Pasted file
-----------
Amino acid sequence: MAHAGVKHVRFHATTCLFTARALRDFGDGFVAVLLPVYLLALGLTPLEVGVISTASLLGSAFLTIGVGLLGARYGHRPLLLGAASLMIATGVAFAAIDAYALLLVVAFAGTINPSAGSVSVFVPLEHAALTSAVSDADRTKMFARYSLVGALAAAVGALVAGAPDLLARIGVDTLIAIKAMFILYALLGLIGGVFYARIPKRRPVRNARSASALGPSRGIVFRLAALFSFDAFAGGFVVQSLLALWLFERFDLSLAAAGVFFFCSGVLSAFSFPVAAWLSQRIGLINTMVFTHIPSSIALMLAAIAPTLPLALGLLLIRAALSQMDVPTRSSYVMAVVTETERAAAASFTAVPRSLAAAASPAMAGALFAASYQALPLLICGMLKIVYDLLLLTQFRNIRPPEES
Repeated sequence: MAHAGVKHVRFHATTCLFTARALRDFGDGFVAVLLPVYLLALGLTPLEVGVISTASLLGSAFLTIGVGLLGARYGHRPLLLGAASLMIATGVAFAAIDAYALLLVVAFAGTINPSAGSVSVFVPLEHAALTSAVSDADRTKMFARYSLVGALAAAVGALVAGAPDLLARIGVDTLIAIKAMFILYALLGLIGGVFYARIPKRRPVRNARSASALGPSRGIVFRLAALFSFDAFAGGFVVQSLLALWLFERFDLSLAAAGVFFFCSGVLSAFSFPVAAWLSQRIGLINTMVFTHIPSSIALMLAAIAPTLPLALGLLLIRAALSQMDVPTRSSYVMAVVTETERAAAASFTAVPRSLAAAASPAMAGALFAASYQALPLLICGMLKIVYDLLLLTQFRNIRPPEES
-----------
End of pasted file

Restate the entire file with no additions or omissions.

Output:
Amino acid sequence: MAHAGVKHVRFHATTCLFTARALRDFGDGFVAVLLPVYLLALGLTPLEVGVISTASLLGSAFLTIGVGLLGARYGHRPLLLGAASLMIATGVAFAAIDAYALLLVVAFAGTINPSAGSVSVFVPLEHAALTSAVSDADRTKMFARYSLVGALAAAVGALVAGAPDLLARIGVDTLIAIKAMFILYALLGLIGGVFYARIPKRRPVRNARSASALGPSRGIVFRLAALFSFDAFAGGFVVQSLLALWLFERFDLSLAAAGVFFFCSGVLSAFSFPVAAWLSQRIGLINTMVFTHIPSSIALMLAAIAPTLPLALGLLLIRAALSQMDVPTRSSYVMAVVTETERAAAASFTAVPRSLAAAASPAMAGALFAASYQALPLLICGMLKIVYDLLLLTQFRNIRPPEES
Repeated sequence: MAHAGVKHVRFHATTCLFTARALRDFGDGFVAVLLPVYLLALGLTPLEVGVISTASLLGSAFLTIGVGLLGARYGHRPLLLGAASLMIATGVAFAAIDAYALLLVVAFAGTINPSAGSVSVFVPLEHAALTSAVSDADRTKMFARYSLVGALAAAVGALVAGAPDLLARIGVDTLIAIKAMFILYALLGLIGGVFYARIPKRRPVRNARSASALGPSRGIVFRLAALFSFDAFAGGFVVQSLLALWLFERFDLSLAAAGVFFFCSGVLSAFSFPVAAWLSQRIGLINTMVFTHIPSSIALMLAAIAPTLPLALGLLLIRAALSQMDVPTRSSYVMAVVTETERAAAASFTAVPRSLAAAASPAMAGALFAASYQALPLLICGMLKIVYDLLLLTQFRNIRPPEES